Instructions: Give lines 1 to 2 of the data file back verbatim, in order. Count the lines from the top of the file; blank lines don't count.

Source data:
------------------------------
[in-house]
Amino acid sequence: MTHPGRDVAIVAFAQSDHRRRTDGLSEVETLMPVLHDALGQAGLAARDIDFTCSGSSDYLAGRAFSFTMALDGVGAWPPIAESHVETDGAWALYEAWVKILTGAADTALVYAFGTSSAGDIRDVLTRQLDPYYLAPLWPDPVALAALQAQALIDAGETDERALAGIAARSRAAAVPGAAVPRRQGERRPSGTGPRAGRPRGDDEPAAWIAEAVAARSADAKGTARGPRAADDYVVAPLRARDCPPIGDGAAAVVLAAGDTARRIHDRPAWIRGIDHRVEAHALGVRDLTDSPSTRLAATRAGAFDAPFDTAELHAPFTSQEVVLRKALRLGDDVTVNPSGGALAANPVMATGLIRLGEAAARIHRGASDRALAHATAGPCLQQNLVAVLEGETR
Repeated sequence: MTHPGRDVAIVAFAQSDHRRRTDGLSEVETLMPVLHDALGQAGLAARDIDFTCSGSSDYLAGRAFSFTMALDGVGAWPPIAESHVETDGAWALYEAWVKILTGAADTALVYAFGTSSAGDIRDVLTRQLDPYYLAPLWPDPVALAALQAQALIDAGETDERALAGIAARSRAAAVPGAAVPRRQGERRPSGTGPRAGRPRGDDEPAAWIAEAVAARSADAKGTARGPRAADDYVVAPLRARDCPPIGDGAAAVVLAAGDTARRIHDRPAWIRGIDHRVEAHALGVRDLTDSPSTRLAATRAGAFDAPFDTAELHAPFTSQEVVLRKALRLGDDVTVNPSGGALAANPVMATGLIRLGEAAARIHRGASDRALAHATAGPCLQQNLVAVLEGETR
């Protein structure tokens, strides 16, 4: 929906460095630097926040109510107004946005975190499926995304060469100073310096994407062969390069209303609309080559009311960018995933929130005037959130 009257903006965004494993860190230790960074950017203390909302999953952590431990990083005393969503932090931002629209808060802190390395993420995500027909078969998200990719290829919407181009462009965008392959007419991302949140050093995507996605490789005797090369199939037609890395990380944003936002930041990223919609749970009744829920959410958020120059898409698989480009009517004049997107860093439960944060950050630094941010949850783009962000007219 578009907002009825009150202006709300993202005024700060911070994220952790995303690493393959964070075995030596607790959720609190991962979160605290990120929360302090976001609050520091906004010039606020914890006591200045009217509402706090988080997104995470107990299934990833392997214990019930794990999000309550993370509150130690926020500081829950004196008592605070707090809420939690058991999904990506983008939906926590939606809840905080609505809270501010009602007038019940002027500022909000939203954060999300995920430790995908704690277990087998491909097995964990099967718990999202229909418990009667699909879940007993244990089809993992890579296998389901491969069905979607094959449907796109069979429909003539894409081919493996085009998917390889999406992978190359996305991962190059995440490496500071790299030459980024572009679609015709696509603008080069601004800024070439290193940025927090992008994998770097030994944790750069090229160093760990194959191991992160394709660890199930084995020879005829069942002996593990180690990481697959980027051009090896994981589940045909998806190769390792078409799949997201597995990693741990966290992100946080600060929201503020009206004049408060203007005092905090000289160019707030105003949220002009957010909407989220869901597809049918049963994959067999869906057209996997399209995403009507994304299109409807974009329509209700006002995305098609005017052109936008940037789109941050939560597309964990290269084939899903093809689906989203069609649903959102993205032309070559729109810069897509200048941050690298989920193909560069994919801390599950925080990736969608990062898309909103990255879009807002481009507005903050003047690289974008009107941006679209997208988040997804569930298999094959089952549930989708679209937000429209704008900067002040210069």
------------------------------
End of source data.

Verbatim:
[in-house]
Amino acid sequence: MTHPGRDVAIVAFAQSDHRRRTDGLSEVETLMPVLHDALGQAGLAARDIDFTCSGSSDYLAGRAFSFTMALDGVGAWPPIAESHVETDGAWALYEAWVKILTGAADTALVYAFGTSSAGDIRDVLTRQLDPYYLAPLWPDPVALAALQAQALIDAGETDERALAGIAARSRAAAVPGAAVPRRQGERRPSGTGPRAGRPRGDDEPAAWIAEAVAARSADAKGTARGPRAADDYVVAPLRARDCPPIGDGAAAVVLAAGDTARRIHDRPAWIRGIDHRVEAHALGVRDLTDSPSTRLAATRAGAFDAPFDTAELHAPFTSQEVVLRKALRLGDDVTVNPSGGALAANPVMATGLIRLGEAAARIHRGASDRALAHATAGPCLQQNLVAVLEGETR